Making the switch back to living on campus after the winter break is not just difficult for students, it is hard on their stomachs.
Mom, I mean, J Street is what’s for dinner!
Changing from a kitchen at home open around the clock to J Street that only serves food on fixed hours is causing problems for some students.
Sophomore Liane Serinsky said she is having trouble adjusting.
“At home I would usually eat dinner much later than most families. Here at school I feel restricted to eating between six and 7:30 at night, so I end up eating when I am not hungry,” Serinsky said.
Junior Jason Berkowitz thinks the fixed schedule is causing poor eating habits for students.
“I don’t eat very healthily here at school because of what is offered at J Street,” he said. “My New Year’s resolution was to only eat one dinner instead of two. I get hungry later in the evening because we eat so early here.”
Students also have to adjust to a change in what they eat. J Street is a cafeteria style-dining hall, unlike what students are accustomed to at home. While at home, whether students or family members cook a meal, students said there is greater flexibility in what they can eat. This allows them to eat more nutritiously than at school.
“I eat so much better when I am at home,” freshman Caroline Mandler said. “At home I make my own food, but when I get back to school, I am forced to eat whatever is offered here, which isn’t always the best for you. As a freshmen I don’t have a kitchen, so that makes it even harder.”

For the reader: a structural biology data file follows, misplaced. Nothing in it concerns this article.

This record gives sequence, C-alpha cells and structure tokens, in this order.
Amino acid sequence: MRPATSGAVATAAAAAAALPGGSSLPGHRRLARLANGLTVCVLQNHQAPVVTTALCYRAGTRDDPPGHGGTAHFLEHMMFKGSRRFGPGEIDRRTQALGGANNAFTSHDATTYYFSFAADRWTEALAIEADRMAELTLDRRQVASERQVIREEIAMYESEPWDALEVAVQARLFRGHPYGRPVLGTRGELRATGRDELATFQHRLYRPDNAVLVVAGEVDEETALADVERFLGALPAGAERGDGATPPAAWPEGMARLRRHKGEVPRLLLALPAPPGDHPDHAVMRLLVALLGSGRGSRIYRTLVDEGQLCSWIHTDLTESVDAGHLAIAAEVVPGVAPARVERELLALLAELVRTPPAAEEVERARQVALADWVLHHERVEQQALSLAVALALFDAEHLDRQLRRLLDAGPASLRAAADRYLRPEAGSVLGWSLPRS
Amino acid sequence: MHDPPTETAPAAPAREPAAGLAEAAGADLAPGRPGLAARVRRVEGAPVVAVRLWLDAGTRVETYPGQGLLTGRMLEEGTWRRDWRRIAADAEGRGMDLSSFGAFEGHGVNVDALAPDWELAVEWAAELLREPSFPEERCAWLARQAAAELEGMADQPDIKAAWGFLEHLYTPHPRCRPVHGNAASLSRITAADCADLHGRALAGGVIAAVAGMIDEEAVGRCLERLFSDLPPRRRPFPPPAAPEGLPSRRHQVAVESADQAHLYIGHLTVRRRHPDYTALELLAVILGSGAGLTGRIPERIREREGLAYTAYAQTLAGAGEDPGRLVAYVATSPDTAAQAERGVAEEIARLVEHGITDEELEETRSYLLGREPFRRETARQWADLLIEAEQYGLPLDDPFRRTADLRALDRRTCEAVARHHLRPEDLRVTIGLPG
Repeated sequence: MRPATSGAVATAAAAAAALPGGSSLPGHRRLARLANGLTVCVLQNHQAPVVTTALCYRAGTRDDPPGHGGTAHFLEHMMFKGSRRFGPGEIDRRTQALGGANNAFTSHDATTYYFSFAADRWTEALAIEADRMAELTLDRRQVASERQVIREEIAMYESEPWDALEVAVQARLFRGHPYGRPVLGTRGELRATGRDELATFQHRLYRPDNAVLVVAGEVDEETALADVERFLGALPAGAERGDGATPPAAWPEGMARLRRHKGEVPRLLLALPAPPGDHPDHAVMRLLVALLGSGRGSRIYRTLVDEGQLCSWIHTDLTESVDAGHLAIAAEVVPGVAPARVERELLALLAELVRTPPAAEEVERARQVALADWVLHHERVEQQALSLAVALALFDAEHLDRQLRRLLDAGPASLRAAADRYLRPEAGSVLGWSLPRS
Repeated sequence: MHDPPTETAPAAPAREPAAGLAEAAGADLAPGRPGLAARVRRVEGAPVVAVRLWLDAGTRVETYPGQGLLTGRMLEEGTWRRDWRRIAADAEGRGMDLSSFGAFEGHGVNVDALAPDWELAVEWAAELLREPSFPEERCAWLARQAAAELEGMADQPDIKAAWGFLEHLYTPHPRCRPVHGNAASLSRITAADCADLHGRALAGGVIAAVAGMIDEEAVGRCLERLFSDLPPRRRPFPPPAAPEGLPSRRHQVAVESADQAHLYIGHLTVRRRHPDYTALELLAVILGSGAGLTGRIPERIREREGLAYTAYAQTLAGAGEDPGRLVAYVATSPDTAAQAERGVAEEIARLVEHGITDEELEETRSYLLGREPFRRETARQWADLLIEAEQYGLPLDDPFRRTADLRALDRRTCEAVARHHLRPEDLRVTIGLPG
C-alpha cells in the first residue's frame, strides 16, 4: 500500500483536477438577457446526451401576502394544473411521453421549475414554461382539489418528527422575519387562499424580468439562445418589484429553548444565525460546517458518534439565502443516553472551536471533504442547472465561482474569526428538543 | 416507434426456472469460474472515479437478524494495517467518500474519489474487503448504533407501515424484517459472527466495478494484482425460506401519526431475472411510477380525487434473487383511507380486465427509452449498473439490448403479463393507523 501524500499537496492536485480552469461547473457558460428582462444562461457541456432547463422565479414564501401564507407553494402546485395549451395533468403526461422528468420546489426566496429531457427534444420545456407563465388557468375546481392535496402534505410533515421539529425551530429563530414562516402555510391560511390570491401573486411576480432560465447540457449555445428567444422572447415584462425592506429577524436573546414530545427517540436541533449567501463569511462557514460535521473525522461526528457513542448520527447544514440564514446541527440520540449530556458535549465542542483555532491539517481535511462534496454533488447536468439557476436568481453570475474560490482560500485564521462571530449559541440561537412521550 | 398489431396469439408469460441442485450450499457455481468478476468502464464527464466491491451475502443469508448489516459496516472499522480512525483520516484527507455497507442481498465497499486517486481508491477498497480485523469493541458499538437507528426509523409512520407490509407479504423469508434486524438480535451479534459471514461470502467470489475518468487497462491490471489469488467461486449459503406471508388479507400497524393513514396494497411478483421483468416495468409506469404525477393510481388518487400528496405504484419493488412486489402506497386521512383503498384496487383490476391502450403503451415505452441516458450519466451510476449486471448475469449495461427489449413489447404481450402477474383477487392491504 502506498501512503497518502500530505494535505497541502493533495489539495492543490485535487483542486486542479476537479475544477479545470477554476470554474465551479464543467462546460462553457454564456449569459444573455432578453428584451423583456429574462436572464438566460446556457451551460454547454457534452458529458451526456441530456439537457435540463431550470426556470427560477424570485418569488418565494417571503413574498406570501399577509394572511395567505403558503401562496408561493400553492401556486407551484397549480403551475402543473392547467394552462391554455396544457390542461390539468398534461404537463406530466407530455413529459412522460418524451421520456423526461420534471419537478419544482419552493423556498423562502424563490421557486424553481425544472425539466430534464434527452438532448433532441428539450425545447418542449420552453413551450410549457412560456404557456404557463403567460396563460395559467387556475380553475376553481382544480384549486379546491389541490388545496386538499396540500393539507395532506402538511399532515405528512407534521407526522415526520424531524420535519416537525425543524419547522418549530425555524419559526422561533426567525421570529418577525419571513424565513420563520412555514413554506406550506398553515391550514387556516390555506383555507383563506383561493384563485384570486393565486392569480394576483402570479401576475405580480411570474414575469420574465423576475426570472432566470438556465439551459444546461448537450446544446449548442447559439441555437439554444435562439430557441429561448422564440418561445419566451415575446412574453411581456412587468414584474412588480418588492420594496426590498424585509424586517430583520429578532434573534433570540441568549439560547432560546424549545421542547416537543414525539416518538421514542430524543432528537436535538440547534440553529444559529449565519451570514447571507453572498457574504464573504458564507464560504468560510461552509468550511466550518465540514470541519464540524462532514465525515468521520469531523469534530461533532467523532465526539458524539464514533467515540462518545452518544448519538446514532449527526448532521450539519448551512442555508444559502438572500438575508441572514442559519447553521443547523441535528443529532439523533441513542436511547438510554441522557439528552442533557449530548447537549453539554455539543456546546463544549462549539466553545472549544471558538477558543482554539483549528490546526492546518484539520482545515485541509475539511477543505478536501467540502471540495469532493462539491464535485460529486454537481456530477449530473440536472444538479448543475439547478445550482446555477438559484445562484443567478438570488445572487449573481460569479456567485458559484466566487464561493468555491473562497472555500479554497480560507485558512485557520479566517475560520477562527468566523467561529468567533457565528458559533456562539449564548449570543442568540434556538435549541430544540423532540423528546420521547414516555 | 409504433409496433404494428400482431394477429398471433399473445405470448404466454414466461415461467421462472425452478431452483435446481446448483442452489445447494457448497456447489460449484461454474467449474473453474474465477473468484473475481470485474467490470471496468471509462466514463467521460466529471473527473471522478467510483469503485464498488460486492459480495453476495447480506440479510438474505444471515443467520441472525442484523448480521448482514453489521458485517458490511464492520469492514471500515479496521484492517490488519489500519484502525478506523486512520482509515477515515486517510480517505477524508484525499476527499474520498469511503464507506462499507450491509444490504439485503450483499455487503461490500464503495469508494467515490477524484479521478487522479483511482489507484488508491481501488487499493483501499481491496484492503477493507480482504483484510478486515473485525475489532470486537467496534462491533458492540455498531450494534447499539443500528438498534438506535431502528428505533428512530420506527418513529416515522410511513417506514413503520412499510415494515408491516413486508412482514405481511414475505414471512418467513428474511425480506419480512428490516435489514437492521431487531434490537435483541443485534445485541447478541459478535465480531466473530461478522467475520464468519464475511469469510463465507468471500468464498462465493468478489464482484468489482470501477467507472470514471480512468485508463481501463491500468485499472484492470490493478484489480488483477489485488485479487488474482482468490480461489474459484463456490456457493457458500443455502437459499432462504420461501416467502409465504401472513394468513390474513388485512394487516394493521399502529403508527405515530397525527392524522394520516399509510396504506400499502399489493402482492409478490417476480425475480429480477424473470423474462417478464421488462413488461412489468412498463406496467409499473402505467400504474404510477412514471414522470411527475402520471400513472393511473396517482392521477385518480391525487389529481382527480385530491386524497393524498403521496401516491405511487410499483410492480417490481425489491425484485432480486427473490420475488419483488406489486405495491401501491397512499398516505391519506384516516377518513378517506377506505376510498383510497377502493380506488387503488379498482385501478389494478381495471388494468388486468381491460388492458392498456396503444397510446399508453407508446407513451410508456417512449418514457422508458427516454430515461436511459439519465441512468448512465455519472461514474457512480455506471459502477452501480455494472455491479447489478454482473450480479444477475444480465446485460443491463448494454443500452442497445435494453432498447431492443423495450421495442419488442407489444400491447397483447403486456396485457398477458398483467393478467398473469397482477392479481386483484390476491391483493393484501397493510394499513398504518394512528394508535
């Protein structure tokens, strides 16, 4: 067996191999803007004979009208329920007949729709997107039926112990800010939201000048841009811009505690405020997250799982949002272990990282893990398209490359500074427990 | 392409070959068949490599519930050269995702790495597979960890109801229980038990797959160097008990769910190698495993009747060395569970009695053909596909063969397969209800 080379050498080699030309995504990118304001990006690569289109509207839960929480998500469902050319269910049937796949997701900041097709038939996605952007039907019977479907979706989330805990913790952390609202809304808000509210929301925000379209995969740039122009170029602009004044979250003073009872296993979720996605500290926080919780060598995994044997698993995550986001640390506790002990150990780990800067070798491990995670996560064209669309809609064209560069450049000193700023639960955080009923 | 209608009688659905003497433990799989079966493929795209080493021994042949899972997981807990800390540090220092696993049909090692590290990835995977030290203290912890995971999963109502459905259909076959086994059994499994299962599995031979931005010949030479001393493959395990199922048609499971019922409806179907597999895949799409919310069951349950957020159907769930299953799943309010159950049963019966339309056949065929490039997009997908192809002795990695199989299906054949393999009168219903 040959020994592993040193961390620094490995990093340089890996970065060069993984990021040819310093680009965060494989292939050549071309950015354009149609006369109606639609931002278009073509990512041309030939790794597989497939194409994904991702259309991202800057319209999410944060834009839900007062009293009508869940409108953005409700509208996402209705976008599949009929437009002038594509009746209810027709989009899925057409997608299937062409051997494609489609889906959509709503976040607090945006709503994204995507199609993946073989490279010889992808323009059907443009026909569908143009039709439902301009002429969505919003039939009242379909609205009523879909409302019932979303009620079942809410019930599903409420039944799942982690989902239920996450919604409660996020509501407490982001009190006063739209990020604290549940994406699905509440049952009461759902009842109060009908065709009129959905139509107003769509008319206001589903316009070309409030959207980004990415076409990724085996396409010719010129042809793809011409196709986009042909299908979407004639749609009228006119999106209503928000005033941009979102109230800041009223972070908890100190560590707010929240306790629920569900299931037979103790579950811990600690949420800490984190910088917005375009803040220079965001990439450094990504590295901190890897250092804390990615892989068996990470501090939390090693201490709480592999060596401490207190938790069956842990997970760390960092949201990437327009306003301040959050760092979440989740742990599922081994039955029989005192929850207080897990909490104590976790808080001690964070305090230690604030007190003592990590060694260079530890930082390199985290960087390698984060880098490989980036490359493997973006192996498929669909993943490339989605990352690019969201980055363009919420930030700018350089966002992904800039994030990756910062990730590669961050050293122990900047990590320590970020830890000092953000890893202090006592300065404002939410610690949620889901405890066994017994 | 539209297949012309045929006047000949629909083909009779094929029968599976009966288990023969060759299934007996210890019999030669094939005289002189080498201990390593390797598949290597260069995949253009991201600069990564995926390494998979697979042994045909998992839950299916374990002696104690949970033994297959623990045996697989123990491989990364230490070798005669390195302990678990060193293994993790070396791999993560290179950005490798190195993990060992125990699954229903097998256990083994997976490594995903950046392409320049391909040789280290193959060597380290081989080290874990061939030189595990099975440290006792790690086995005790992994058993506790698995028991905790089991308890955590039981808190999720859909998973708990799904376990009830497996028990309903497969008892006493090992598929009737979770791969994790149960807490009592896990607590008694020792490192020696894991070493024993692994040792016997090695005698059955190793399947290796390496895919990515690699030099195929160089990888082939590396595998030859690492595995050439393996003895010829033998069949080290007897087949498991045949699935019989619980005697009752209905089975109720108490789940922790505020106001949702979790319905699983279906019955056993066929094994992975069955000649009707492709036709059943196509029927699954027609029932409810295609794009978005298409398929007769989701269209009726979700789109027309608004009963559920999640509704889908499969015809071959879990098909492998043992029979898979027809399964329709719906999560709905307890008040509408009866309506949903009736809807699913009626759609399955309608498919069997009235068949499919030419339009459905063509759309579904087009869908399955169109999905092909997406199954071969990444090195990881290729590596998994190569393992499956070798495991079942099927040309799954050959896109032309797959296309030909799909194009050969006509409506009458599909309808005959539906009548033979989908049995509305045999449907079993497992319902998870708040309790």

Sophomore Anna Guare also said she eats differently at GW.
“At home I have a fruit at least twice a day and eat a vegetable with lunch and dinner,” Guare said. “Last semester I remember catching myself telling someone that I couldn’t remember when the last time I ate a vegetable was. I wish it wasn’t like that, but it’s really hard to eat well in college.”
According to Teen Health magazine, eating away from home does not mean eating unhealthily. The article “Eating Well While Eating Out” suggests eating sandwiches with lean meats, such as fish, turkey, chicken or tuna and ordering whole grain breads including bagels and pitas.
Teen Health recommends putting sauces on the side of a meal and using them sparingly, eating half portions and taking the rest home. Another suggestion is to use non-fat milk instead of whole milk. According to the article these small, things will help students follow proper nutrition.
J Street is not to blame for everyone’s self-proclaimed poor nutrition. Several students said boredom, insomnia, television and even too much schoolwork cause them to eat poorly.
“Unfortunately, I know the 3 a.m. snack habit really well. My eating habits are pretty bad at school because I get bored sometimes in my room, so I start snacking,” freshman Kimberly Brownstein said.
While some students claim that they eat more healthily at home, others say that they are more careful about what they eat after returning to school.
“I have been eating more salads since I got back,” sophomore Liza Sussman said. “My friend and I both decided to make a conscious decision to eat better. If both of us watch what we eat, I am more likely to actually try to eat well than if I had to do it alone.”
Many students are also trying to improve their health by exercising. Students said the cold weather at home kept them inside and unable to exercise. Now back at school, students have access to the Health and Wellness Center and can return to working out.
Student employees Jen Eickhoff and Larry Busse said that the Health and Wellness Center is currently twice as crowded than it usually is.
“All New Year’s resolutions I bet,” Eickoff said. “This is typical. The gym will be crowded for the first two to three weeks of the semester and then slowly people will stop showing up.”